A report published Sunday by the Sustainable Energy Authority of Ireland (SEAI), a public agency, highlights that average gas and electricity prices rose in the second half of 2010, driven by increases in global fuel prices. However, overall prices in Ireland remained competitive vis-à-vis energy pricing across the European Union. By the end of 2010, all business consumers and most domestic consumers in Ireland were paying below the EU average price for gas.
The SEAI says many experienced price rises in the second half of the year, but these were broadly in line with international trends. For electricity, most consumers, business and domestic, saw average price falls in the first half of 2010, but rises in the second half. Ireland ended 2010 towards the middle of the EU rankings for electricity prices.
Commenting on the publication of the report, Dr. Brian Motherway, COO at SEAI said, “Our energy prices remain competitive within Europe, but this should not make us complacent. 2010 saw an end to the trend of falling global energy prices, as oil and gas prices started to rise and became more volatile. There is undoubtedly a continuing upward pressure on prices due to our dependence on these imported fuels. This is a cause of concern for both homeowners and businesses. We must remain focused on the cost of energy to all consumers.”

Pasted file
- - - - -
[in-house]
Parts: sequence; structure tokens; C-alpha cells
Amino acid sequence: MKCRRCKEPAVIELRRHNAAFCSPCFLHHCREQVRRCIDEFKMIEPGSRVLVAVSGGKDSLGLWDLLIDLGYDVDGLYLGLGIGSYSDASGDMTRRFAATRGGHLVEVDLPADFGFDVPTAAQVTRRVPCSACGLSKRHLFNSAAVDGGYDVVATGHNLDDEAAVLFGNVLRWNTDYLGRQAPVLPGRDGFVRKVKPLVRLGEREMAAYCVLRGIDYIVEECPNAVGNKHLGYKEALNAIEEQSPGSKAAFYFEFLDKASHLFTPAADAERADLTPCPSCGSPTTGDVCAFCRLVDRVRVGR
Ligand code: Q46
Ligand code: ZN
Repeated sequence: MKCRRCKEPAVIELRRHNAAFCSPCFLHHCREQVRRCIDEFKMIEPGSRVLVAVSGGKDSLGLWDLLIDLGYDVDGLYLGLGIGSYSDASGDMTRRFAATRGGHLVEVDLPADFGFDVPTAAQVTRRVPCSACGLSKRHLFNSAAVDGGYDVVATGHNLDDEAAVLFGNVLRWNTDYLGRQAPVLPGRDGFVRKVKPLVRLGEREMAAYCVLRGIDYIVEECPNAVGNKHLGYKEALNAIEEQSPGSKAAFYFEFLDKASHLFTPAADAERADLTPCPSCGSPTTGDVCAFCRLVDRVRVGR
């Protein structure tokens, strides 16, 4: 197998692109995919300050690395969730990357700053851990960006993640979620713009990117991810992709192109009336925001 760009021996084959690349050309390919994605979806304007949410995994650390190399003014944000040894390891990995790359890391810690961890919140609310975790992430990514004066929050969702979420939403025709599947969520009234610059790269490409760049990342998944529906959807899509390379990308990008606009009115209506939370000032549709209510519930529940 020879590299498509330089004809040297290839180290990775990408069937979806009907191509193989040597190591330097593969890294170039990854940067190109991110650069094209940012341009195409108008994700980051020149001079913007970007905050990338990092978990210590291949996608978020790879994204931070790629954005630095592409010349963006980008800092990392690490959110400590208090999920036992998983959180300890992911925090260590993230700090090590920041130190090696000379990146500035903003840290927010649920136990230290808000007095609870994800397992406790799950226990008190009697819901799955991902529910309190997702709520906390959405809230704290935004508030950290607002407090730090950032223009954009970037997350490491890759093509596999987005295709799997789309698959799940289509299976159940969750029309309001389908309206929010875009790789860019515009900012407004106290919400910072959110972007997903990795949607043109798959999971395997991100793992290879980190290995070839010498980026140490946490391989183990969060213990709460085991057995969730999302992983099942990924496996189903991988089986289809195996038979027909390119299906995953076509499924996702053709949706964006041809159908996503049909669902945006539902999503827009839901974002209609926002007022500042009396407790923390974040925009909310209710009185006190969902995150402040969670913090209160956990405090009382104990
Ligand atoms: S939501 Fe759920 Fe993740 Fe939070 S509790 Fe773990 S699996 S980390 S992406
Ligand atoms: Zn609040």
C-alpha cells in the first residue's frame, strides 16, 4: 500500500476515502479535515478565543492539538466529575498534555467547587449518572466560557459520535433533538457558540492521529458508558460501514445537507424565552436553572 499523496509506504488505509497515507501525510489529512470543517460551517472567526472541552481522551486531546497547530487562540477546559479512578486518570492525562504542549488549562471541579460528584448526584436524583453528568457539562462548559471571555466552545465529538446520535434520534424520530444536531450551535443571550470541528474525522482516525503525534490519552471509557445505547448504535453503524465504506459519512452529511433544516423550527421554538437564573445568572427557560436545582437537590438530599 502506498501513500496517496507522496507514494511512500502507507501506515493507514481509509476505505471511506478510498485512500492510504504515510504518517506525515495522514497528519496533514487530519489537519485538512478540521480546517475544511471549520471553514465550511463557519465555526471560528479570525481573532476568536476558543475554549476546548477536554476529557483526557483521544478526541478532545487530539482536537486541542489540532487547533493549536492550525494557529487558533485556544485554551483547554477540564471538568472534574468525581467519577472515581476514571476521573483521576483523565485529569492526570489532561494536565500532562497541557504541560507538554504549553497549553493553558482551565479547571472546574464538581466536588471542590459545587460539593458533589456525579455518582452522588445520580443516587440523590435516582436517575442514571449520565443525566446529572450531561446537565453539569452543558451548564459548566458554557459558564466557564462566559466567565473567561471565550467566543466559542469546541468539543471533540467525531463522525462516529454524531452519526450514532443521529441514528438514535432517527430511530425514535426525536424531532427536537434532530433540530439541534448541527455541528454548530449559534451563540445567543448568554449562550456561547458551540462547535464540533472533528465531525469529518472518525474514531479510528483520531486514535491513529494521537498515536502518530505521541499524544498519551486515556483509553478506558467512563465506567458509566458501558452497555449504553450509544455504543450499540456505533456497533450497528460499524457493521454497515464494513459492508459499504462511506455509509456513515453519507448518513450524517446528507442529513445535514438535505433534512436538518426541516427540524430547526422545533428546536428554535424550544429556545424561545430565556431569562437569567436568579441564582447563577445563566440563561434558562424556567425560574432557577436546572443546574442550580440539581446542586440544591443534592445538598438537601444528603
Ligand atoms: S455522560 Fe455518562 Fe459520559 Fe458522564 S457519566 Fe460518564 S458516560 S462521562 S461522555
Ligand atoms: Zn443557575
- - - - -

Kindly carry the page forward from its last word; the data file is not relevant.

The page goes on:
SEAI’s latest report reveals that average electricity prices for most businesses fell in the 12 months to the end of 2010, whereas the EU averages rose. The trend in domestic electricity prices, as in many areas, was one of price declines in the first half of 2010 but rises in the second half. Consumers of smaller quantities tended to experience higher prices vis-à-vis the rest of the EU. Average business gas prices meanwhile rose for the 12 months to end of 2010, at a greater rate than the EU average, but Irish prices still remained at levels below average EU prices. Average domestic gas prices in Ireland fell in 2010.
Concluding, Dr. Motherway stated“The challenge now for Ireland is to address our reliance on imported fossil fuels. It is important to remember that wind energy in Ireland is lowering electricity prices, and it is essential we continue to exploit our indigenous natural energy resources. We should also remember that we all have opportunities to reduce our energy usage and hence our costs. This has been proven by many thousands of homes and businesses taking action in recent years to become more energy efficient, and saving millions of euro in the process.”
The Electricity and Gas Prices Report will likely be accessible from this page, on Monday
Key Highlights on Electricity and Gas Pricing:
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